Trading Floor Insights with Brad Thomas

Record debt levels, record margin levels, record central bank stimulus, and record government intervention. It certainly feels like we’re in uncharted territory. I’d be inclined to say we are experiencing record stupidity at a government level, but then I’ve read enough history to realise that this is not true.

Unfortunately we’re merely experiencing extremes at this juncture in history, and while mean reversion can be a bitch it can also turn pennies into pounds. Insular, incestuous, inbred politicians, and parasitic central bankers have always existed, probably always will. Our task is to profit from what is happening.

When extremes present themselves I take notice because extremes in anything rarely last. Extremes set up for truly asymmetric payoff situations.

But lest I be accused of opinions, let us look at the data. Like it or not, I can’t argue with data points. This is what Brad and I have been discussing recently. Below is Brad’s run down on the charts he’s been looking over and sharing with me.

We are witnessing implied volatility in all asset classes simply collapse to the lowest levels witnessed in 20 years, or at least the lowest levels achieved prior to the GFC in early 2007. This is true in equity markets, bond markets, currency markets and commodity markets. A truly unique setup and one which I believe the market is simply not paying attention to. It is certainly unique in my experience as a professional trader, and historical data backs me up on this.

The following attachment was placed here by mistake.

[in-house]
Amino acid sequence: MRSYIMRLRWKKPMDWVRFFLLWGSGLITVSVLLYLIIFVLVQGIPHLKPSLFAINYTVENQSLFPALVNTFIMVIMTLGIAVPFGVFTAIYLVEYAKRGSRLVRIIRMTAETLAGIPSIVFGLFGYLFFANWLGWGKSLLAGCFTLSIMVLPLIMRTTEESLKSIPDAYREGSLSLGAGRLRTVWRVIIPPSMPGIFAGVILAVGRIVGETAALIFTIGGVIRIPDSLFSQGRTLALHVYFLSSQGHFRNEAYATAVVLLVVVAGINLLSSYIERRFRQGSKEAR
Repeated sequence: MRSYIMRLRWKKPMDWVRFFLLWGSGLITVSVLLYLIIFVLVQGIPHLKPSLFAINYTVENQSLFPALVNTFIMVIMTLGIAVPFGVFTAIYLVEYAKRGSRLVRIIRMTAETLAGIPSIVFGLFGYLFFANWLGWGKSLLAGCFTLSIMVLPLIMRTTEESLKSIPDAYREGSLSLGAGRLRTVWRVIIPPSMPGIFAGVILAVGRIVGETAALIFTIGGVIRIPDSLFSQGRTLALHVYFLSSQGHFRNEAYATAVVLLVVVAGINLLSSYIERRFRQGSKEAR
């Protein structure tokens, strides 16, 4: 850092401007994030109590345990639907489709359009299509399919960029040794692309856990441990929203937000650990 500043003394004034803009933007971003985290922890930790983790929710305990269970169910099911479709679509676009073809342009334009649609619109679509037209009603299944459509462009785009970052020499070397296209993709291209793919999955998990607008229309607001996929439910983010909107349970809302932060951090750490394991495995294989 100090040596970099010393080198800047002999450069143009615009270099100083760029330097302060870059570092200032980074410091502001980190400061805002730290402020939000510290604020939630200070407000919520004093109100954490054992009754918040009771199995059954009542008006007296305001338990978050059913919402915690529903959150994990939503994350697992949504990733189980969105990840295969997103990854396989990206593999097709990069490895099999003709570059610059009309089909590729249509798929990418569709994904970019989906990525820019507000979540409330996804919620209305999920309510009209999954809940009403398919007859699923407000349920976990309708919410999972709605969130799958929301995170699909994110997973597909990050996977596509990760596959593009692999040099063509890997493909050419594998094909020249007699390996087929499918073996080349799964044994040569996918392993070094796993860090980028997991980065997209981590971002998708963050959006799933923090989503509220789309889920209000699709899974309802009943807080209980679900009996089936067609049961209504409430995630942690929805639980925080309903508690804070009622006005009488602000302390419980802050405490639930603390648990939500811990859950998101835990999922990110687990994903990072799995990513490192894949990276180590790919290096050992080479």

In essence this implies that the crowd is expecting the markets to remain stable. Stable to a degree that defies both fundamentals and certainly a geopolitical environment which screams otherwise. The market currently believes that volatility will remain low, perhaps the lowest in a generation.

This supposition appears foolish for a number of reasons and I think within, or over the next two years, at least one of these asset markets, if not more, is going to move significantly. Given how inexpensive options are currently priced, due to the aforementioned low volatility on each asset class, we only have to be right on a couple of positions out of the asset classes mentioned to make sizeable returns.

So where should we position ourselves? I like to figure out where the weak hands are positioned and take the opposite side. It seems to me that equity markets are under owned and held by strong hands. Yes, even after the massive rally in the S&P 500.

Note the recent Gallup poll.

Gallup Poll

We can see that the broad market is not positioned in stocks. As to bond markets, rates are already near zero percent or at historic lows, which suggests to me that bond markets are still dominated by weak hands (i.e. there is a huge pool of marginal sellers).

Below we have the Euro Stoxx 50. Record lows on volatility…plunging to be accurate!

EuroStoxx50Implied volatility of options 24 months to expiry on the Euro Stoxx 50 (white line) and S&P 500 (orange line)

Here we have the MOVE Index (index of implied volatility on 1 month to expiry options on the US 2, 5, 10 and 30 year Treasury Futures). It is at record lows once again.